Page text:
Lupe Vargas et al v. Berkeley Unified School District et al

Filing 84

ORDER GRANTING 67 SACKS'S MOTION FOR ATTORNEYS' FEES by Judge William H. Orrick. Plaintiffs shall pay Sacks $62,748.27 for the award of attorneys' fees in connection with her anti-SLAPP motion. (jmdS, COURT STAFF) (Filed on 12/4/2017)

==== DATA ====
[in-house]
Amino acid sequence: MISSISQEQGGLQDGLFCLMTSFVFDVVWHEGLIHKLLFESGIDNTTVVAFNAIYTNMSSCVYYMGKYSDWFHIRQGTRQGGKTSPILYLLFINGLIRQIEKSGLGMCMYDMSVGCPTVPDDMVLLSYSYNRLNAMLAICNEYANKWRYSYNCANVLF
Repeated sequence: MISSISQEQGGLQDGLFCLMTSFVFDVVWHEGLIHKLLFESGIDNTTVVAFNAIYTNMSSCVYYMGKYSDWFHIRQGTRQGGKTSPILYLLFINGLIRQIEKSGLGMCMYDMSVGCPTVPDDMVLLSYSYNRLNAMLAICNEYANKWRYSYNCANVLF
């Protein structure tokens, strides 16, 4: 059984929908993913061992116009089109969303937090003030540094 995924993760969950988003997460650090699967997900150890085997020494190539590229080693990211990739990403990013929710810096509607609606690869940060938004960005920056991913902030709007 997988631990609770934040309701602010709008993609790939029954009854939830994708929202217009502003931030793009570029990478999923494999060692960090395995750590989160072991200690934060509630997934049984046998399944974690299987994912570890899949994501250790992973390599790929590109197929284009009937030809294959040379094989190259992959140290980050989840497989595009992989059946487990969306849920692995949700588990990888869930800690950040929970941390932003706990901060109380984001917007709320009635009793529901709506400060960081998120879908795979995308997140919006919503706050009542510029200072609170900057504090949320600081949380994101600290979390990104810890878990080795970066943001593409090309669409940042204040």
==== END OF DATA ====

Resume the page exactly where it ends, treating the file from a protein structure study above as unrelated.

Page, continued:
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1 2 3 4 UNITED STATES DISTRICT COURT 5 NORTHERN DISTRICT OF CALIFORNIA 6 7 LUPE VARGAS, et al., Plaintiffs, 8 9 10 United States District Court Northern District of California 11 Case No. 16-cv-06634-WHO ORDER GRANTING SACKS’S MOTION FOR ATTORNEYS’ FEES v. BERKELEY UNIFIED SCHOOL DISTRICT, et al., Dkt. No. 67 Defendants. 12 13 14 15 16 17 18 19 20 21 22 23 24 25 26 27 28 On August 10, 2017, I granted defendant Marleen Sacks’s anti-SLAPP motion in my Order Re Motions To Dismiss and Strike. Dkt. No. 63. I gave plaintiffs leave to amend the complaint. Plaintiffs amended their complaint. Sacks then moved for attorneys’ fees in light of my Order on the anti-SLAPP motion and to dismiss the amended complaint. I granted her motion to dismiss on November 2, 2017, Dkt. No. 78, and now address her motion for fees. The award of attorneys’ fees to a prevailing defendant in an anti-SLAPP motion is mandatory. Cal. Civ. Proc. Code § 425.16(c)(1). In opposing Sacks’s motion for attorneys’ fees, plaintiffs argue that because I granted them leave to amend, Sacks is not entitled to attorneys’ fees under Verizon Delaware, Inc. v. Covad Commc’ns Co., 377 F.3d 1081, 1091 (9th Cir. 2004). That case is inapposite. The district court there was in a different procedural posture when considering the motion for attorneys’ fees; it had deferred consideration of the special motion to strike the original complaint under the anti-SLAPP statute pending receipt of the first amended complaint. Id. Here, I ruled on defendants’ anti-SLAPP motion prior to receiving the amended complaint. Sacks was the prevailing party. That I granted leave to amend does not negate that defendants were successful on their anti-SLAPP motion. Plaintiffs’ amendment did not cure the problem that 1 Sacks’s conduct arose out of protected activity and that the litigation privilege applied to bar 2 plaintiffs’ state law claims against her. Sacks is entitled to attorneys’ fees. 3 District courts typically employ the “lodestar method” to calculate an appropriate amount 4 of attorneys’ fees. A lodestar calculation calls for the court to multiply “the number of hours the 5 prevailing party reasonably expended on the litigation by a reasonable hourly rate.” Gonzalez v. 6 City of Maywood, 729 F.3d 1196, 1202 (9th Cir. 2013) (internal quotations omitted). In 7 determining whether an hourly rate is reasonable, courts consider the “prevailing market rates in 8 the relevant community,” and “the experience, skill, and reputation” of the attorney. Id. at 1200, 9 1205-06 (internal citations and quotations omitted). Other factors include “(1) the novelty and complexity of the issues; (2) the special skill and experience of counsel; (3) the quality of 11 United States District Court Northern District of California 10 representation; and (4) the results obtained.” Digital Reg of Texas, LLC v. Adobe Sys., Inc., 12-cv- 12 01971-CW, 2015 WL 1968388, at *3 (N.D. Cal. May 1, 2015). 13 The party seeking an award of fees must establish entitlement to the award and submit 14 evidence that supports the hours worked and the rates claimed. Hensley v. Eckerhart, 461 U.S. 15 424, 433 (1983). Fee awards calculated under the lodestar method are generally presumed to be 16 reasonable. Gonzalez, 729 F.3d at 1208-09. At the same time, the court may adjust this figure “if 17 circumstances warrant” in order “to account for other factors which are not subsumed within it.” 18 Ferland v. Conrad Credit Corp., 244 F.3d 1145, 1149 n.4 (9th Cir. 2001). “Where the 19 documentation of hours is inadequate, the district court may reduce the award accordingly.” 20 Hensley, 461 U.S. at 433. A reduction may account for “hours that are excessive, redundant, or 21 otherwise unnecessary.” Id. at 434. In addition, the Ninth Circuit has stated that a district court 22 may “impose a small reduction, no greater than 10 percent—a ‘haircut’—based on its exercise of 23 discretion and without a more specific explanation.” Moreno v. City of Sacramento, 534 F.3d 24 1106, 1112 (9th Cir. 2008). 25 26 27 28 Sacks requests an award of $75,220.30. Gasparetti Decl. ¶ 11. All of that amount is fees; Sacks does not seek any costs. Three lawyers were staffed on this matter for Sacks — one partner and two associates. Declaration of Lorenzo Gasparetti, Dkt. No. 67-2. The rates sought--the partner with almost 29 2 1 years of experience at $625/hr, the senior associate with almost nine years of experience at 2 $450/hr, and the junior associate at $350/hr--were heavily discounted and are reasonable. Id., ¶ 4. 3 Sacks provides contemporaneous timesheets detailing the hours worked related to the anti- 4 SLAPP motion. Id., Exh. G. The supervising partner eliminated and reduced time entries in an 5 attempt to (i) acknowledge that some billed time was split between the anti-SLAPP motion and the 6 first motion to dismiss and (ii) avoid duplication and inefficiency in the billed work. Id. ¶ 8. In 7 one specific instance, time entries reflecting the senior associate’s appearance in court were 8 excluded from the final billing entries. Id. Further, the supervising attorney did not allow for 9 block billing but rather had associates track their time in one-tenth of an hour increments. Id. ¶ 7. I have reviewed the contemporaneous time records. I will not award fees for drafting a 10 United States District Court Northern District of California 11 meet and confer letter on March 8, 2017 ($500) or for 8 of the 10 hours spent traveling to and 12 from Los Angeles and attending the hearing in San Francisco on June 28, 2017 because there was 13 another motion on calendar for Sacks (the motion to dismiss) and her law firm has plenty of 14 lawyers in the Bay Area capable of arguing such motions ($5000). That reduces the lodestar 15 through June 28, 2017 to $63,470.30. In addition, Sacks seeks $6250 for preparing the motion for 16 fees, which is reasonable. The total lodestar is $69,720.30. I will reduce that amount by 10% in 17 my exercise of discretion, leaving a total of fees awarded $62,748.27.1 See Moreno v. City of 18 Sacramento, 534 F.3d 1106, 1112 (9th Cir. 2008). 19 CONCLUSION Plaintiffs shall pay Sacks $62,748.27 for the award of attorneys’ fees in connection with 20 21 her anti-SLAPP motion. 22 23 IT IS SO ORDERED. Dated: December 4, 2017 24 25 William H. Orrick United States District Judge 26 27 28 1 Sacks did not request any costs, further underscoring the reasonableness of the fees awarded. 3